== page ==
We’ve seen the lineup protection discussion provoked by any number of players over the past several years: David Ortiz and the Red Sox, Andrew McCutchen and the Pirates, Miguel Cabrera and Prince Fielder, Hunter Pence and Ryan Howard, Andre Ethier and Manny Ramirez. The most recent is Robinson Cano. Concern about Cano’s protection surfaced in advance of the season, and before Monday’s game, Joe Girardi suggested that Cano’s stats may have suffered from the absence of the injured Yankees who, if healthy, would have been hitting behind him. In a story entitled “A-Rod’s return may have big impact on Cano,” Girardi was quoted as saying, “[Cano] may not have as many opportunities with some of the injuries that we’ve had. He doesn’t maybe have some of the protection that he’s had in the past.”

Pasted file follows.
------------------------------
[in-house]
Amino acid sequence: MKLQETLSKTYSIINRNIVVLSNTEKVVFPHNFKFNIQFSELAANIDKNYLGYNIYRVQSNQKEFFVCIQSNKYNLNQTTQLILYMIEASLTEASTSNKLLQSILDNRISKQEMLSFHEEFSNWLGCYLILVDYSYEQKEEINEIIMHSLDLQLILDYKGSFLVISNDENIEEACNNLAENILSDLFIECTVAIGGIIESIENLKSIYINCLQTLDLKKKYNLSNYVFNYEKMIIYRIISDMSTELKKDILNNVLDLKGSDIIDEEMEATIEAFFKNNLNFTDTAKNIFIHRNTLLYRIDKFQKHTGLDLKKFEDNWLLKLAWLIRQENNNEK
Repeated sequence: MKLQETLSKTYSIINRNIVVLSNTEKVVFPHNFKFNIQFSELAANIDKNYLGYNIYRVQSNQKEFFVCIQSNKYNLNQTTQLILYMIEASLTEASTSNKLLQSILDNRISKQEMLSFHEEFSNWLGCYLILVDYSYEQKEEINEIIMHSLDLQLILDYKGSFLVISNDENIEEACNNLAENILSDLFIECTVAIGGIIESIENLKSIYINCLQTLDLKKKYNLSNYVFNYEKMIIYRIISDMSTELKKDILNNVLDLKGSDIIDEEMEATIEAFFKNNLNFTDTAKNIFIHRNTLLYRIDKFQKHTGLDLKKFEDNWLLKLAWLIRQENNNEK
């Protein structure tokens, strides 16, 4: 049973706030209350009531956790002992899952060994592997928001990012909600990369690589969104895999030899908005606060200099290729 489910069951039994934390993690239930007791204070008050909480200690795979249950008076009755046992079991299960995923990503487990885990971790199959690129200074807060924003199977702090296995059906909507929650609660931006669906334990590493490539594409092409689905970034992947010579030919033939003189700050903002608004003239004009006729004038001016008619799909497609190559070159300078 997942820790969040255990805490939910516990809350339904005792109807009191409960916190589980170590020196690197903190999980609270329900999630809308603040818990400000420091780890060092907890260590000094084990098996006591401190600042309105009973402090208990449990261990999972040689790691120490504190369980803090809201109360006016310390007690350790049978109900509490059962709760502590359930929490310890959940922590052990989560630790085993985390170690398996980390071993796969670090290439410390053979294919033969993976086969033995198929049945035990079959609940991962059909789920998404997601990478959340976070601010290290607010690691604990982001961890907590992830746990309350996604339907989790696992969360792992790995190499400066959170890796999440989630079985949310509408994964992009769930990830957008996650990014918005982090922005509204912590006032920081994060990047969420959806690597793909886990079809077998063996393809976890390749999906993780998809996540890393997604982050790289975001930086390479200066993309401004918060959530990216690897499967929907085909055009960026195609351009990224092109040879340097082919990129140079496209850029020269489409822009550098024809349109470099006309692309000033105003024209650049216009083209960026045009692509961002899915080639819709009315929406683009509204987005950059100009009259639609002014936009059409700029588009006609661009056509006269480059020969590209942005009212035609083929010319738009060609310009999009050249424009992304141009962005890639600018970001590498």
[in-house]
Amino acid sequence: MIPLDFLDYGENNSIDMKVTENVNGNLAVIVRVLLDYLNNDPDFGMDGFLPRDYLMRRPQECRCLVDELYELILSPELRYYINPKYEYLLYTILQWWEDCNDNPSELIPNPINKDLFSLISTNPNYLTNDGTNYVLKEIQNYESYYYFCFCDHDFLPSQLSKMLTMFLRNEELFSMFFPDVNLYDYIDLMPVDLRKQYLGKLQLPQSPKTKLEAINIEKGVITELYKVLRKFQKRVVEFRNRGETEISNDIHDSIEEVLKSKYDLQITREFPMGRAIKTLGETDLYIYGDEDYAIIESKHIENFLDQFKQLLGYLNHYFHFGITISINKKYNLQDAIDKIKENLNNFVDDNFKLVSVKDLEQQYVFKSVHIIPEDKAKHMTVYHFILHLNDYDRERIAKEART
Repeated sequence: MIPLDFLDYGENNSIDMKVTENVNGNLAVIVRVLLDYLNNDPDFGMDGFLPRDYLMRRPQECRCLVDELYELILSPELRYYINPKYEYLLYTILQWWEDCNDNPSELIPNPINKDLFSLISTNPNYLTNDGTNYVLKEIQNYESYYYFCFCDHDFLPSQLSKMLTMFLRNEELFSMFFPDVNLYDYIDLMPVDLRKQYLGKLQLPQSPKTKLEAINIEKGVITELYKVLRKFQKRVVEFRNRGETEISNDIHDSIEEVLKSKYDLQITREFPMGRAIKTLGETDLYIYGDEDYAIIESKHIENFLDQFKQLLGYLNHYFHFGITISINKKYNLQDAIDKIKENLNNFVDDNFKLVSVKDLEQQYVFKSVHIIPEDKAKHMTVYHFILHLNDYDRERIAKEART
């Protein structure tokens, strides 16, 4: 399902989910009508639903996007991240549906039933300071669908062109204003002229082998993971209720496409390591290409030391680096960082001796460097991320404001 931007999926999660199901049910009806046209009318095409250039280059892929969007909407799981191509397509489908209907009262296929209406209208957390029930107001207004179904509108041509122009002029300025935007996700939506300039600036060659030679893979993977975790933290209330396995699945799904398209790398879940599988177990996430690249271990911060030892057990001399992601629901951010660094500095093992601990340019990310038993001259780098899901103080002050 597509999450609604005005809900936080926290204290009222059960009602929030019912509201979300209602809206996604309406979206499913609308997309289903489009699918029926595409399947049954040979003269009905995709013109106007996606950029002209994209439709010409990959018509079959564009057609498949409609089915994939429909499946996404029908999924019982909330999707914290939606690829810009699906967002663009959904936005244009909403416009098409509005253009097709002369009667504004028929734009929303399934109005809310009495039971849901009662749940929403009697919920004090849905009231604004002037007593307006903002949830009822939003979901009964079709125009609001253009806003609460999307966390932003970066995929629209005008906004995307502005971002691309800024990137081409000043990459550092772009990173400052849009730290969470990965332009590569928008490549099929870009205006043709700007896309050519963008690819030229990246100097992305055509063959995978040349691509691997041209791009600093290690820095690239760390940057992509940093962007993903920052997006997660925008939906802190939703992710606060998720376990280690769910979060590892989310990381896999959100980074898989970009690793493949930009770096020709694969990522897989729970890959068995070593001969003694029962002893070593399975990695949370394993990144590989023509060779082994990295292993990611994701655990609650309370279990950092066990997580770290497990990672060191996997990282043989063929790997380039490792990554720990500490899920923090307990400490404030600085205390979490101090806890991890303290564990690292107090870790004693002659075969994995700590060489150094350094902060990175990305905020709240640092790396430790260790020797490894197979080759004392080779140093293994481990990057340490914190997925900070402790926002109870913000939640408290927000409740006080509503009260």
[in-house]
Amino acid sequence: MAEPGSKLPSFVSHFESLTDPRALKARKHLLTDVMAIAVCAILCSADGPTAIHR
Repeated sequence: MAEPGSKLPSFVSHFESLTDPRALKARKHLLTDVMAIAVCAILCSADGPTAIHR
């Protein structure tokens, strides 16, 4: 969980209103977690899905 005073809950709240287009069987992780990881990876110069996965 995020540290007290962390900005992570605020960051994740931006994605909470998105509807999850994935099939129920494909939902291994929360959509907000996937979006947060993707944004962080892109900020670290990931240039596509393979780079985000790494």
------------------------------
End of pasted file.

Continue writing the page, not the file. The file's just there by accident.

The article suggests that getting Alex Rodriguez back could solve Cano’s protection problem. But even if we grant that a diminished Rodriguez could provide more protection than the collection of diminished players who’ve batted behind him to date, is there any indication that Cano needs the cavalry to come to his rescue?

When people fret about a batter’s protection, they’re fretting that he’ll see fewer hittable pitches, which is generally taken to mean A) fewer strikes and B) fewer fastballs. Has Cano seen fewer strikes and fastballs this season? In the wonderful world we live in, it’s easy enough to check.

First, the strikes:



Zone Rate